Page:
Staunton, Dec. 2 – Iran favors expanded cooperation among Armenia, Azerbaijan and Georgia, a development that with the reopening of transportation corridors seems more realistic now than at any point in the recent past, but it fears that if this process is dominated by the West rather than Russia, any unity will work against Iranian interests, Robert Gazaryan says.
In a commentary for Vestnik Kavkaza, the Nalchik-based ethnic Armenian analyst says that Iran welcomes stabilization in the South Caucasus but very much fears that if this is not under the control of Russia but rather of the West, it will be directed against Iran and its ethnic minorities (vestikavkaza.ru/analytics/perspektivy-integracii-uznogo-kavkaza-vzglad-iz-irana.html).
Iran recognizes, Gazaryan says, that it can’t control “such a broad process” to the north because among other things it “does not have sufficient experience in realizing integration projects.” But it is highly sensitive to how such projects are carried out by others and thus fears the entrance of the anti-Iranian West in the North Caucasus to the more pro-Iranian Russia.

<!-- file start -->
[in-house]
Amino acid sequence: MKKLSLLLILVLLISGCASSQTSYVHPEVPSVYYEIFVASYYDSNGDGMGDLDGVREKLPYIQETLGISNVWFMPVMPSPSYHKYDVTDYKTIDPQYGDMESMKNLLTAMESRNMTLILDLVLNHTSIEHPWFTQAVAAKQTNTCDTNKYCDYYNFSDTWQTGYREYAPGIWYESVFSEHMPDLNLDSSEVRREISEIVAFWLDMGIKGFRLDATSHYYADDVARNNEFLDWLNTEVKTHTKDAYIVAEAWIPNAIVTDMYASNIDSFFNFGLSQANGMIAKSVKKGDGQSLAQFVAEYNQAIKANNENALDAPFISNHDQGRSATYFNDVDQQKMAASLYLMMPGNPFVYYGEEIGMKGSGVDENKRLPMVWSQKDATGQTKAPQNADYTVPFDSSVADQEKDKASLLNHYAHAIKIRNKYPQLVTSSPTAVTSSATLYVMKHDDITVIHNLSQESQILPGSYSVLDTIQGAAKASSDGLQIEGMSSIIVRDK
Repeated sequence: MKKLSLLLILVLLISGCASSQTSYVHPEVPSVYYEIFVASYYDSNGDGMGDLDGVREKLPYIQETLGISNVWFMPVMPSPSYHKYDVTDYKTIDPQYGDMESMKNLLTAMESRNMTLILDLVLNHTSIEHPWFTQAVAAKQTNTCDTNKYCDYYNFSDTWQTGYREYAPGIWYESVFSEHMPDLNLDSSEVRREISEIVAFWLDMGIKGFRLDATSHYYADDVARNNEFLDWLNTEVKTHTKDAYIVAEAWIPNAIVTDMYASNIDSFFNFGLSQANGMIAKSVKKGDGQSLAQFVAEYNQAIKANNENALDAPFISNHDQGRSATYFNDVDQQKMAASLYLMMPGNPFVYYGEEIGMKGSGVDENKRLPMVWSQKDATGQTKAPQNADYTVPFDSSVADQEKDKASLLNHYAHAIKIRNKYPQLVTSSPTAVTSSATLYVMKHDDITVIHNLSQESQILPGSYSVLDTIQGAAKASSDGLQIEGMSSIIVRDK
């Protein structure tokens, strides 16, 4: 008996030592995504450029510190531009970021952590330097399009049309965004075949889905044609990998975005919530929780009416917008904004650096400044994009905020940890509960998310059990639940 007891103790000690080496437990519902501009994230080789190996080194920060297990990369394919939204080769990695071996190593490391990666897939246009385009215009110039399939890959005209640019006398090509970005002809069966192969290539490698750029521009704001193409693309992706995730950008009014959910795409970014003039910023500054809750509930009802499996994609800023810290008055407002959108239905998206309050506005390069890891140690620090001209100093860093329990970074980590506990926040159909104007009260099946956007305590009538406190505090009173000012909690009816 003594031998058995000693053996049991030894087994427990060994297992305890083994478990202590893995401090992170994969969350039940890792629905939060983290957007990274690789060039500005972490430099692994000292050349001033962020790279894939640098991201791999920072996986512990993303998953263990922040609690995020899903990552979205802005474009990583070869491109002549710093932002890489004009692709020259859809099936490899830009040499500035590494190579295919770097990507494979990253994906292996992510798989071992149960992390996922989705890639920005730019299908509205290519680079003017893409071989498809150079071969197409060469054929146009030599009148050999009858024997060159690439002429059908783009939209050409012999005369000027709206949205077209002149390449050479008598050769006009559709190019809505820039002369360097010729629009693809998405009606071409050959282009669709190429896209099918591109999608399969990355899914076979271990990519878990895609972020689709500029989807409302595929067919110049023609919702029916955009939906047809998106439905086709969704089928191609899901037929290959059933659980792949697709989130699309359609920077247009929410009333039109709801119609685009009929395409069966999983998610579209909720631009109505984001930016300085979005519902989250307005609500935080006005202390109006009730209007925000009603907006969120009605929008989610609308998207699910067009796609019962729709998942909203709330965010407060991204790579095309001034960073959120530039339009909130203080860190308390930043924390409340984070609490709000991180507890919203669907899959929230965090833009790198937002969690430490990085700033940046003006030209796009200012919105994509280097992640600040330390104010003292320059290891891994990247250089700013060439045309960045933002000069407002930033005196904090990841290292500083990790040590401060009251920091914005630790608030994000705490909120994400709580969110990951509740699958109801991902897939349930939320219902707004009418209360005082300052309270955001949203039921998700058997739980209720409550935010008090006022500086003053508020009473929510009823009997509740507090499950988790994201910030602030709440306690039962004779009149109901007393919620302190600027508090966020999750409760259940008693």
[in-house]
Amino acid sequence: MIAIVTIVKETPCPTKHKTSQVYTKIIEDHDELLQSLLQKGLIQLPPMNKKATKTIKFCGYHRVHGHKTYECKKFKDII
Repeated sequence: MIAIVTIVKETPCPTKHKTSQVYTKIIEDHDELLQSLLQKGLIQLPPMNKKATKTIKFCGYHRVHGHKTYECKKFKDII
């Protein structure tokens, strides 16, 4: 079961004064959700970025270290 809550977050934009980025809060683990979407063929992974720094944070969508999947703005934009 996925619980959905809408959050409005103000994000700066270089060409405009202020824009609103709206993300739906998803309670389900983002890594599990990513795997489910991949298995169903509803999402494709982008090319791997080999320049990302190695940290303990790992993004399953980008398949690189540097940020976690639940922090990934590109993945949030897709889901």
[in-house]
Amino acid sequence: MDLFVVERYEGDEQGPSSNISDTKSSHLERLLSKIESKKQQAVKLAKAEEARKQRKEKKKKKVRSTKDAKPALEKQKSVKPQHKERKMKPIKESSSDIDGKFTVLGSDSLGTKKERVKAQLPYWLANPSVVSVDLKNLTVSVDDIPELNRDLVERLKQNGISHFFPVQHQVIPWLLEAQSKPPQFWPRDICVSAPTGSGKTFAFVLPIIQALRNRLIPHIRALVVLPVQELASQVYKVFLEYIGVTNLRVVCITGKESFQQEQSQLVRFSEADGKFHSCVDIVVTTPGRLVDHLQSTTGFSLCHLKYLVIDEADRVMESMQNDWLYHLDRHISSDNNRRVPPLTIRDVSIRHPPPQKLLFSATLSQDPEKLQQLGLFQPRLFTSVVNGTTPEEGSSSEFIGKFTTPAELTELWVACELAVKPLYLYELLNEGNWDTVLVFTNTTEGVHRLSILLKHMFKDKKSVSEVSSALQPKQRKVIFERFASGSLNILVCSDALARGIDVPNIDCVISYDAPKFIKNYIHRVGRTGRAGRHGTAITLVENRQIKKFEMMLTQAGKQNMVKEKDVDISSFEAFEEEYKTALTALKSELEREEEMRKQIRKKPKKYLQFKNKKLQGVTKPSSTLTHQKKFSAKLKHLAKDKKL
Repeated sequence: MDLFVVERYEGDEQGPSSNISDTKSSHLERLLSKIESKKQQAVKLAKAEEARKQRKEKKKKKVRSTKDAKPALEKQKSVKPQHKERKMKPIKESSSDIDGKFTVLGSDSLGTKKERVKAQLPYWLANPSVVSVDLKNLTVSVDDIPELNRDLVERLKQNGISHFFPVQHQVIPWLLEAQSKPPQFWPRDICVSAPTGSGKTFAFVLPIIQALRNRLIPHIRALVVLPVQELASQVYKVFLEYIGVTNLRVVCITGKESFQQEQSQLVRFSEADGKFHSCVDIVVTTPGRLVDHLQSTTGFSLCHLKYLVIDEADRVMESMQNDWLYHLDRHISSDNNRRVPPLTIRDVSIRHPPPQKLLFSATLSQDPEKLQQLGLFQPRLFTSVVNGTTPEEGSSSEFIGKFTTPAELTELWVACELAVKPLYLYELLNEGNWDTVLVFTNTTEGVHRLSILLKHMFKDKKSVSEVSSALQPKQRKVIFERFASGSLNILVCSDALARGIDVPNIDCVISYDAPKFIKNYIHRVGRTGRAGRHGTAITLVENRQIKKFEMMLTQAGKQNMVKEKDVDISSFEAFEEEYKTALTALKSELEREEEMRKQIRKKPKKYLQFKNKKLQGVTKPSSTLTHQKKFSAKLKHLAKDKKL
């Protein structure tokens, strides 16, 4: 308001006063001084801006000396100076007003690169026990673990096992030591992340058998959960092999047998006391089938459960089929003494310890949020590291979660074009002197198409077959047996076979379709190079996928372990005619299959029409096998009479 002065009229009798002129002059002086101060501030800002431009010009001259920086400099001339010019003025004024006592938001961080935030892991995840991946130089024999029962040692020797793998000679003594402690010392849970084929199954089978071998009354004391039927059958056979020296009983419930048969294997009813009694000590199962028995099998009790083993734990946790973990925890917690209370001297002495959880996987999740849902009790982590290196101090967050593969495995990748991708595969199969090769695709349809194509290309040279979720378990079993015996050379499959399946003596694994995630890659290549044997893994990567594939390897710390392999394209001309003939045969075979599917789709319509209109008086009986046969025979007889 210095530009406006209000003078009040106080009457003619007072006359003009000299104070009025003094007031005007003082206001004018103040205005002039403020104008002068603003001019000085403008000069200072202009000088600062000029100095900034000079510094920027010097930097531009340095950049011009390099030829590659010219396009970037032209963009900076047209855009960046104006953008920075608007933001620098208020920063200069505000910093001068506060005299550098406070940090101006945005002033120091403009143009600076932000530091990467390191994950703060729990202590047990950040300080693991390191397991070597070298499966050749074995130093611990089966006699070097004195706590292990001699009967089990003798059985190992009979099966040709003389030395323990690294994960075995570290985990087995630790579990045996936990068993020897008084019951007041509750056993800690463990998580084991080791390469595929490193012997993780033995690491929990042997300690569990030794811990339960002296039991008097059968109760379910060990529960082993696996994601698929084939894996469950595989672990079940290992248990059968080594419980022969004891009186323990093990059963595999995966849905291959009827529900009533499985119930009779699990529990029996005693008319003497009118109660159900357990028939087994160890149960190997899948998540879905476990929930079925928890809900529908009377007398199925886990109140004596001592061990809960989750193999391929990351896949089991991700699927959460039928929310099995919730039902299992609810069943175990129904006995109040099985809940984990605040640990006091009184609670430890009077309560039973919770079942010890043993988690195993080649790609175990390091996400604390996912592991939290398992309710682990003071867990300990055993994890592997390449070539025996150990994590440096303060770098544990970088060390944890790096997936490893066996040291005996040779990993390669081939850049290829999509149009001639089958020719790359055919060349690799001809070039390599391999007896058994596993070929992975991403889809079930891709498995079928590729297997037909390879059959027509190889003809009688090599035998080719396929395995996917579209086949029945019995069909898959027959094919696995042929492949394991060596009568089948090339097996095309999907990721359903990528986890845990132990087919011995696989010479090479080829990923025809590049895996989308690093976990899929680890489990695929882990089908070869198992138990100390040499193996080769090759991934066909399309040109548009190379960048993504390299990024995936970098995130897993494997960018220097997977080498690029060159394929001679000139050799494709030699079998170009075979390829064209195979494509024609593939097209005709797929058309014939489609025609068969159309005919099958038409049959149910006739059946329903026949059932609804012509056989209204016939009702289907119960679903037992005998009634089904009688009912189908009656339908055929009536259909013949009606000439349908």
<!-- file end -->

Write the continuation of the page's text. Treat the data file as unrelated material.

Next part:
Gazaryan presents his article as a report on Iranian thinking, although he cites no specifics; and it may be that what he is saying reflects Armenian and Russian ideas rather than Iranian ones. But his argument makes sense and explains much of the diplomatic back and forth in the region and more generally.
At the very least, it points to the possibility that Iran will seek to be a spoiler in any Western-led integration projects in the South Caucasus, a role it does have the resources and the willingness to play.